Protein is an important staple of any diet. It helps maintain your body by building and repairing muscle, and it is an essential element for healthy bones, cartilage, skin, and blood. However, new research suggests that a high-protein diet may not be good for some people, especially older women.
In a study conducted by the American Heart Association, researchers found women over the age of 50 were at greater risk of heart failure if they followed a high-protein diet. Interestingly, this connection proved to be true for consumption of meats, while protein from vegetables was found to be beneficial.
"Higher calibrated total dietary protein intake appears to be associated with substantially increased heart failure risk while vegetable protein intake appears to be protective, although additional studies are needed to further explore this potential association," said study author Dr. Mohamad Firas Barbour.
Source of protein is key
In order to come to their findings, the researchers asked participants to self-report their diet while also tracking protein intake through special biomarkers. Special attention was paid to the source of protein (i.e. protein from meat vs. protein from vegetables/other sources).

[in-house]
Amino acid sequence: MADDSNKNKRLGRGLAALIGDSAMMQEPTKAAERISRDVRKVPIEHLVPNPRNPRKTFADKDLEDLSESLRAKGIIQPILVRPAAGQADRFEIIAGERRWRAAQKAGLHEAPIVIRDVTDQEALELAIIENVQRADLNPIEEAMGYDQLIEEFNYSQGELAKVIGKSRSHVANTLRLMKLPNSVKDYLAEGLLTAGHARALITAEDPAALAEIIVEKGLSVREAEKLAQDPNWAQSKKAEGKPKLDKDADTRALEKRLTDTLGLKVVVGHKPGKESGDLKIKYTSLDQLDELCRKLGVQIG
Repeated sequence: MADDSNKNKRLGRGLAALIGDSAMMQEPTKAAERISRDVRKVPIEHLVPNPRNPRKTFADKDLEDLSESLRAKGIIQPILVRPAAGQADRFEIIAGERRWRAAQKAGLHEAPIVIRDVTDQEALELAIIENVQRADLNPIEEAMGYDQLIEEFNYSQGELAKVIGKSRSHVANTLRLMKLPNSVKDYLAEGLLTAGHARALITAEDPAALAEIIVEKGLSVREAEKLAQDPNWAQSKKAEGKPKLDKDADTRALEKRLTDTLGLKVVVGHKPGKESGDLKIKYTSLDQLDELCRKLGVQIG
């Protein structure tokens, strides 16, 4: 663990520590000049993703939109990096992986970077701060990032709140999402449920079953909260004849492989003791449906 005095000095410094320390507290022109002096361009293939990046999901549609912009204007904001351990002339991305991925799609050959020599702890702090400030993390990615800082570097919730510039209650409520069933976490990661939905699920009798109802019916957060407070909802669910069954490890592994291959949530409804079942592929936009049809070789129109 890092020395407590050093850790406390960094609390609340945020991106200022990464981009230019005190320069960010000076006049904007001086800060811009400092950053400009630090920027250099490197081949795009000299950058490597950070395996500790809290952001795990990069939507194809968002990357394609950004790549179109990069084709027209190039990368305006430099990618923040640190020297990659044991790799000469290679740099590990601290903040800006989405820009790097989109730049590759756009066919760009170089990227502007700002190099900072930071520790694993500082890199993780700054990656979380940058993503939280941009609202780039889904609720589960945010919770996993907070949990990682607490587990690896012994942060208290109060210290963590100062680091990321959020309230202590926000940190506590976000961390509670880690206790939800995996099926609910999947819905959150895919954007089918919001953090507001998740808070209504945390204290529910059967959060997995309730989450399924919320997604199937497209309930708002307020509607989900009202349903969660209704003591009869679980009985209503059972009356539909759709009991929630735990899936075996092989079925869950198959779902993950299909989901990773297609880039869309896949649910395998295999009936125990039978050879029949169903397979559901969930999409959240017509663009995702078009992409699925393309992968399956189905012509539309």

After collecting the data, Barbour and his colleagues found that risk of heart failure was higher in women who had high-protein diets rich in meat consumption. This proved to be true across all participating women, regardless of age (over 50), race, ethnicity, or level of education.
The presence of other medical conditions – such as high blood pressure, diabetes, coronary artery disease, anemia, or atrial fibrillation – was also a non-factor.
Barbour states that while the findings should be “interpreted with caution,” they could point to a need for better understanding of heart health in older women.
"While a better understanding of dietary risk is still needed, it appears that heart failure among postmenopausal women is not only highly prevalent but preventable by modifying diet," Barbour said. "Heart failure is highly prevalent, especially in post-menopausal women; therefore, a better understanding of nutrition-related factors associated with heart failure is needed."